COVID-19 setback to business could be serious: Infosys

Financials may be hit due to negative impact on economies of U.S., U.K., EU

The COVID-19 pandemic has its footprints all over Infosys’s annual report of fiscal 2020 that was released on Saturday.

The economic slowdown or other factors affecting the economic health of the U.S., the U.K., the EU and Australia are expected to cast a gloom on the financials of the Indian IT services giant.

Infosys, on account of its revenues being concentrated in a few geographies, expects to see a serious impact. “In fiscal 2020, 61.5%, 24.1% and 11.8% of our revenues were derived from projects in North America, Europe and the rest of the world, respectively,” the report said.

In fiscal 2020, it derived 31.5% of its revenues from the financial services and insurance industry. “Instability and uneven growth in the global economy has had an adverse impact on the growth of the IT industry in the past and may continue to impact it in the future. This instability also impacts our business and results of operations and may continue to do so in the future,” the report added. If the economies of the U.S., U.K. or the EU weaken or growth remains uneven — including as a result of the uncertainty surrounding Brexit — Infosys believes its clients may reduce or postpone their technology spending significantly. This may, in turn, lower the demand for its services, negatively impacting its revenues and profitability.

Meanwhile, during the fiscal, its employee count rose 6.09% over the previous fiscal, the report said. Infosys had 2,42,371 employees, of which 228,449 were professionals, involved in service delivery to clients. During the previous year, it had grown over 11%.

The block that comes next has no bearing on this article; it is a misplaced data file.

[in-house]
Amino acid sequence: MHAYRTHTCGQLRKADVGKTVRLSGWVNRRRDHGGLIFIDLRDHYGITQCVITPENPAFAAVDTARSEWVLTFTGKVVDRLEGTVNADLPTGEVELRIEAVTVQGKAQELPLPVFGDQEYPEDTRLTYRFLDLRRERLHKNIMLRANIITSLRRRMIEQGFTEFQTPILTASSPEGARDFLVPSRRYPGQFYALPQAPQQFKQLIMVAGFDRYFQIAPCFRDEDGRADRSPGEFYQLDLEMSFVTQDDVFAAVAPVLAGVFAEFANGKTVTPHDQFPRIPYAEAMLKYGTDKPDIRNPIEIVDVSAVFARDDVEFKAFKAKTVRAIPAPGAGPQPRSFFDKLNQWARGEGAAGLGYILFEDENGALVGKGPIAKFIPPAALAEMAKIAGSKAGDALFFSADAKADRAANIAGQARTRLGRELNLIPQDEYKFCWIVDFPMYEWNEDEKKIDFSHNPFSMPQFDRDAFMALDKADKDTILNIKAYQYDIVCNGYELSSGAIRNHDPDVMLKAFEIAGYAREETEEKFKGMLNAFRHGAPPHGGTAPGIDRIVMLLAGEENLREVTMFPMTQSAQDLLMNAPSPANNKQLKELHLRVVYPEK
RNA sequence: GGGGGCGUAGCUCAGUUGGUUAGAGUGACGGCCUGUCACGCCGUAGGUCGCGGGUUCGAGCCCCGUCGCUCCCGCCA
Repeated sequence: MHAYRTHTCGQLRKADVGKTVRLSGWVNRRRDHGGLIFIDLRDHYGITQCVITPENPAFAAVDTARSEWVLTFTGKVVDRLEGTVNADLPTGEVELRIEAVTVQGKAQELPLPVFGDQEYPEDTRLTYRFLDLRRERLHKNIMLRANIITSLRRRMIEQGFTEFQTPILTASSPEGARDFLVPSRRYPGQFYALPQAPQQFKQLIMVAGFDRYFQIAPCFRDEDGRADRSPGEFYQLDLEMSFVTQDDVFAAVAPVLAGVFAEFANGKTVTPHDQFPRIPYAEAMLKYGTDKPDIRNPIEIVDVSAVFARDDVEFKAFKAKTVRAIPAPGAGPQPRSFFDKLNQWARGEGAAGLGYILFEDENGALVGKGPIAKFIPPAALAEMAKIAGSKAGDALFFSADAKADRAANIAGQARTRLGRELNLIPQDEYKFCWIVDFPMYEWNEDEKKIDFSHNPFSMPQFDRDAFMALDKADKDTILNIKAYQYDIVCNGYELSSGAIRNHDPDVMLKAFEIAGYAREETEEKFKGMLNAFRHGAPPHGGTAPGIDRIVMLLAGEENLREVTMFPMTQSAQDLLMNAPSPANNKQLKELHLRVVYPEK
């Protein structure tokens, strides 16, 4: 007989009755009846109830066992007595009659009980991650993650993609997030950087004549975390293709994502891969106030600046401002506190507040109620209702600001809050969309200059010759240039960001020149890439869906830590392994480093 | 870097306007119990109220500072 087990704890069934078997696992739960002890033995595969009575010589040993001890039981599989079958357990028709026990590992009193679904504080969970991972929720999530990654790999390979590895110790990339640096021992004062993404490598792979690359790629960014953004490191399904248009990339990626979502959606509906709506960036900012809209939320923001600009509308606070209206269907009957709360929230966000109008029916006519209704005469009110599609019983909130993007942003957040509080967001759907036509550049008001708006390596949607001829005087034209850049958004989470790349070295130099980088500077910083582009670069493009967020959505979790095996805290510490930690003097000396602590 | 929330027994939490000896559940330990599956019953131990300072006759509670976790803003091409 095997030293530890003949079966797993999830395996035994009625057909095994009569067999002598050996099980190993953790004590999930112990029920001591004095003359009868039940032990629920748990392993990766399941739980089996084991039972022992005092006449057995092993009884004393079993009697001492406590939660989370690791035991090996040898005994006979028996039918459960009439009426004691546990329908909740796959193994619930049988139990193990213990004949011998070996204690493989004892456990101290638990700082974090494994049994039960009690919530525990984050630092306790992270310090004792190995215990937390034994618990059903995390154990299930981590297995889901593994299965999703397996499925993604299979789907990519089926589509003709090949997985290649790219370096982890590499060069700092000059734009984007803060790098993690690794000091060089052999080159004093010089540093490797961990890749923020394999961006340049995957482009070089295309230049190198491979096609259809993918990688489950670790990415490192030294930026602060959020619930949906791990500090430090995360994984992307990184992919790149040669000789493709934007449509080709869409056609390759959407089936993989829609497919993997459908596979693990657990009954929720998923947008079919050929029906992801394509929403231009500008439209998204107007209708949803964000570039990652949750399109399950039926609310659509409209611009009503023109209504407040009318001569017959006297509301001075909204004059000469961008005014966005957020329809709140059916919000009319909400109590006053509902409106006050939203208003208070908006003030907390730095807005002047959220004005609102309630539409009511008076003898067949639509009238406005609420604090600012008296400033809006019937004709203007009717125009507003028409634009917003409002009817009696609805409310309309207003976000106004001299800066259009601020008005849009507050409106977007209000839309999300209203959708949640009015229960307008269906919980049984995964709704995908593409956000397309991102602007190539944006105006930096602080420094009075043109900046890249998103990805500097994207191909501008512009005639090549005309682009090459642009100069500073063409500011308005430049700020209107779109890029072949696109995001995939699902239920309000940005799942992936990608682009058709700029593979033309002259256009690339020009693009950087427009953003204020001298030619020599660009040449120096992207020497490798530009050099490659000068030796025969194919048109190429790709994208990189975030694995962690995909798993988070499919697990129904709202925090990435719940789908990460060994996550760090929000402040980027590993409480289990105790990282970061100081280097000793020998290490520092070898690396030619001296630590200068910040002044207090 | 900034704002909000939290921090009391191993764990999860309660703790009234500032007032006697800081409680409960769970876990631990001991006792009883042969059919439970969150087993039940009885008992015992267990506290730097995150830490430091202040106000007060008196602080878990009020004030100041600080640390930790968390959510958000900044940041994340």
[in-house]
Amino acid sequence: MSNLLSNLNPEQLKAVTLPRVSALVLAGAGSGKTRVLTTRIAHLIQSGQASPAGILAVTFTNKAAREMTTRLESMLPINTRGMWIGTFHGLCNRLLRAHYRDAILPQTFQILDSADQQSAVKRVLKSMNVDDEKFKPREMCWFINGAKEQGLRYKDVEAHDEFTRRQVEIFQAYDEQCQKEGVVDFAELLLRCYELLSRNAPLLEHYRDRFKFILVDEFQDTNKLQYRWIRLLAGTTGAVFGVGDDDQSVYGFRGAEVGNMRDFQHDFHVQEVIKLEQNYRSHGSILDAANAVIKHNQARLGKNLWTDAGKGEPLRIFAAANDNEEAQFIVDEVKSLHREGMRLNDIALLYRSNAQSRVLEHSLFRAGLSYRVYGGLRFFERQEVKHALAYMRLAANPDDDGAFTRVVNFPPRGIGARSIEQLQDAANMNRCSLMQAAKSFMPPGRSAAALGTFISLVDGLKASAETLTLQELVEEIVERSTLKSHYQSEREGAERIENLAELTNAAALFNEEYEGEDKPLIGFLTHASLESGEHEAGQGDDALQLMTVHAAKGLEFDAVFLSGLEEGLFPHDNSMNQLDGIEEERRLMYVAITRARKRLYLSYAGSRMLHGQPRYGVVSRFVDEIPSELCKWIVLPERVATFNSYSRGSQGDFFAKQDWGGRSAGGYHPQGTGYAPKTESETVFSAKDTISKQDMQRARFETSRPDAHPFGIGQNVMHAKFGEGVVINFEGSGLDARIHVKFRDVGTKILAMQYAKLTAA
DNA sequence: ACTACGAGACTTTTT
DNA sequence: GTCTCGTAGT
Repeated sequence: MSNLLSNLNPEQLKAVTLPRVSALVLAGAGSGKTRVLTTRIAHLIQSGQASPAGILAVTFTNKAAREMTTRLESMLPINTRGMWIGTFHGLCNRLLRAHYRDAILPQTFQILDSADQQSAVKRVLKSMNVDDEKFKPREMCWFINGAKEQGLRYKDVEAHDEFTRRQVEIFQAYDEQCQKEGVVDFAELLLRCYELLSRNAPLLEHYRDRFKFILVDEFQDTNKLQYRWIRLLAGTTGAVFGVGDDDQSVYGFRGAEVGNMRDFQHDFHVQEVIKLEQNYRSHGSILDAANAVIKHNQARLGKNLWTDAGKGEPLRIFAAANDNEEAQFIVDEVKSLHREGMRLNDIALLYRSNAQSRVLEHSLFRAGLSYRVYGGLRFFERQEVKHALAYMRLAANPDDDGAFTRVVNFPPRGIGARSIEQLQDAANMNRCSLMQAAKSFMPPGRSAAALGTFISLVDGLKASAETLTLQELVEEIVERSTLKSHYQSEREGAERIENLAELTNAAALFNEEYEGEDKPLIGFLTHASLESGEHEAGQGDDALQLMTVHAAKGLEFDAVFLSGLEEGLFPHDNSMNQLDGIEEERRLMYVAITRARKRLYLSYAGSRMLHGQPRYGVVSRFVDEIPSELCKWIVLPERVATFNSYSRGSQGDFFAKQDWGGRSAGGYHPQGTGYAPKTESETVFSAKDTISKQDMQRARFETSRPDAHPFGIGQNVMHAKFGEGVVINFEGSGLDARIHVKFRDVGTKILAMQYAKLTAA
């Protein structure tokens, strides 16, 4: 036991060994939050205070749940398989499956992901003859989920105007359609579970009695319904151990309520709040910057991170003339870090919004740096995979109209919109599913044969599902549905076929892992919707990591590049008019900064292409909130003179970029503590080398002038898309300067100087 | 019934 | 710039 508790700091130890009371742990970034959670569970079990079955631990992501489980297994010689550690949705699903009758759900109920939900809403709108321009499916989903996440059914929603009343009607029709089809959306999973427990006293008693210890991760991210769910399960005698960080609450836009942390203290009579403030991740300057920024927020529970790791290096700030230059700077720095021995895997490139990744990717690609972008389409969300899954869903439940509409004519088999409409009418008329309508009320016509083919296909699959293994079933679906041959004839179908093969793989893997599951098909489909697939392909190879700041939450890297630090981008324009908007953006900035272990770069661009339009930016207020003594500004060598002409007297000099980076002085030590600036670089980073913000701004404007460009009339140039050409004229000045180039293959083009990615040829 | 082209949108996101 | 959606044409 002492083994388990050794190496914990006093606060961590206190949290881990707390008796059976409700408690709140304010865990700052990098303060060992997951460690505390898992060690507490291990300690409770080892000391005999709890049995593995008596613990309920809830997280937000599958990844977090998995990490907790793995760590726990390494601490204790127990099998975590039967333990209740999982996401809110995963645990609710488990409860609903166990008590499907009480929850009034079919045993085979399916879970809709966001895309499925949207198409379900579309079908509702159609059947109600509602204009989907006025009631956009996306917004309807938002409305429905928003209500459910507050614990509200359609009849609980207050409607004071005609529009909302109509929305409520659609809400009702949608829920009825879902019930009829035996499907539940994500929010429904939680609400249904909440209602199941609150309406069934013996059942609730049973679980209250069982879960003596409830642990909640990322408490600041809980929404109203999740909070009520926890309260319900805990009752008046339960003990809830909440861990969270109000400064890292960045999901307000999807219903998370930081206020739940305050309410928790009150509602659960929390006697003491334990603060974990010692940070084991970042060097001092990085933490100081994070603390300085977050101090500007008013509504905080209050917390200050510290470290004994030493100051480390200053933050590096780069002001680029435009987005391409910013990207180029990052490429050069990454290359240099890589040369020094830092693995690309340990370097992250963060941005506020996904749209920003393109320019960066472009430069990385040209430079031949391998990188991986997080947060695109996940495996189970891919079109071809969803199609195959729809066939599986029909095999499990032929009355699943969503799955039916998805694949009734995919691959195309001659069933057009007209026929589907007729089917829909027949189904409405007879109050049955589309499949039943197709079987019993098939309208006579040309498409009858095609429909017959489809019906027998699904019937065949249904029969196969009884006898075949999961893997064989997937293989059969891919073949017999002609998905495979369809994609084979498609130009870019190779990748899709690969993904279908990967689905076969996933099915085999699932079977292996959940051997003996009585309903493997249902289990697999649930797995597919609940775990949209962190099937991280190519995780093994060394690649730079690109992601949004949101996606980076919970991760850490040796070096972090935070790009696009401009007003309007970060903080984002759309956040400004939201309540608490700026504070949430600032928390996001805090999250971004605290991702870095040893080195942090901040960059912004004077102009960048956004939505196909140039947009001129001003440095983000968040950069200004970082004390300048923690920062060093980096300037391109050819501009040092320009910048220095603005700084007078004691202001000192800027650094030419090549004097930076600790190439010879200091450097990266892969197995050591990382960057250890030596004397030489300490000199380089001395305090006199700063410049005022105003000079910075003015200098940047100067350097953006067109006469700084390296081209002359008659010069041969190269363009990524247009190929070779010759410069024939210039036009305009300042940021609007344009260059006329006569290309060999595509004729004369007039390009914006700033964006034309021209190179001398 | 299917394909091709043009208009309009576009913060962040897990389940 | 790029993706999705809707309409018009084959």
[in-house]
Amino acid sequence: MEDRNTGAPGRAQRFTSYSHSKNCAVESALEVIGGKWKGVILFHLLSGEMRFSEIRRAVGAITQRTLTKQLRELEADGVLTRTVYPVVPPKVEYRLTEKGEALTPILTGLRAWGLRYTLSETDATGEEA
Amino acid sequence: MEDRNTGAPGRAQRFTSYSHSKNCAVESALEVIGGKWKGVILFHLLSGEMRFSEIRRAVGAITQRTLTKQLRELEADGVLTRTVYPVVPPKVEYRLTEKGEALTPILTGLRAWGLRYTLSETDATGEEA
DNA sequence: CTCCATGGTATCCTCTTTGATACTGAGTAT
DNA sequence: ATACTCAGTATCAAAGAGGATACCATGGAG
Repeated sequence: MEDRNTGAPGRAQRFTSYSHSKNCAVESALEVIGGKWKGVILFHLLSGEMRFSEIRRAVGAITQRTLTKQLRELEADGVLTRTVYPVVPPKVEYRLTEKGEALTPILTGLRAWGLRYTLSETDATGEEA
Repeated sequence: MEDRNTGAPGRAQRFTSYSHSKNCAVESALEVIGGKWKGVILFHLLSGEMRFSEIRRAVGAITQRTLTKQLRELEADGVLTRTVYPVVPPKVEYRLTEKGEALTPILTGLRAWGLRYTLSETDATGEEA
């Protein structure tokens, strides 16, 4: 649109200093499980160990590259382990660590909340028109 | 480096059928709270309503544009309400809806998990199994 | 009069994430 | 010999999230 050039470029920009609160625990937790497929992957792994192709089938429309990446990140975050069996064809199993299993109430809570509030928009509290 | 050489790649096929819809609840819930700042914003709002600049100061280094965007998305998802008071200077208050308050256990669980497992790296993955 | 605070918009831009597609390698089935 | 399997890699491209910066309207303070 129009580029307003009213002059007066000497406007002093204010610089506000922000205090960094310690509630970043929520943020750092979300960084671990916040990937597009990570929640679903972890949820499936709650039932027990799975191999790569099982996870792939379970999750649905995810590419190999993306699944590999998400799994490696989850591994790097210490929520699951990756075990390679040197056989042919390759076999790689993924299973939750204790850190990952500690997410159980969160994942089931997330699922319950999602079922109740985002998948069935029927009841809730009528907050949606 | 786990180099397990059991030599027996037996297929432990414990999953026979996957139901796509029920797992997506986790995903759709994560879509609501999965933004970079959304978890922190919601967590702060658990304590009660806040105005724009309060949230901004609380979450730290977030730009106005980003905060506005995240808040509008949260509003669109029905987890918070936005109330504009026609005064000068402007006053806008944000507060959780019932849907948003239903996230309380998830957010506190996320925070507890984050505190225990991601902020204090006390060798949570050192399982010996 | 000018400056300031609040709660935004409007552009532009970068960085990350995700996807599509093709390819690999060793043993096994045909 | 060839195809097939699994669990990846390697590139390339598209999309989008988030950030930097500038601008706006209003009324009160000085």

During the year, Nandan M. Nilekani voluntarily chose not to receive any remuneration for his services rendered to the company.

As an independent director, Biocon’s executive chairperson Kiran Mazumdar-Shaw received $150,000. During the fiscal ended March 31, CEO Salil Parekh received a total remuneration of $6 million, which was 27% higher than his previous year’s total remuneration of $4.8 million.

COO Pravin Rao’s total remuneration also rose to $2.2 million from $1.7 million last year, a 29% rise.

The company’s past policy was to pay out up to 70% of the free cash flow of the corresponding financial year in such manner (including by way of dividend and / or share buyback) as may be decided by the Board from time to time. Effective from fiscal 2020, the company expects to return approximately 85% of the free cash flow cumulatively over a 5-year period through a combination of semi-annual dividends and/or share buyback and/or special dividends.

With inputs from The Hindu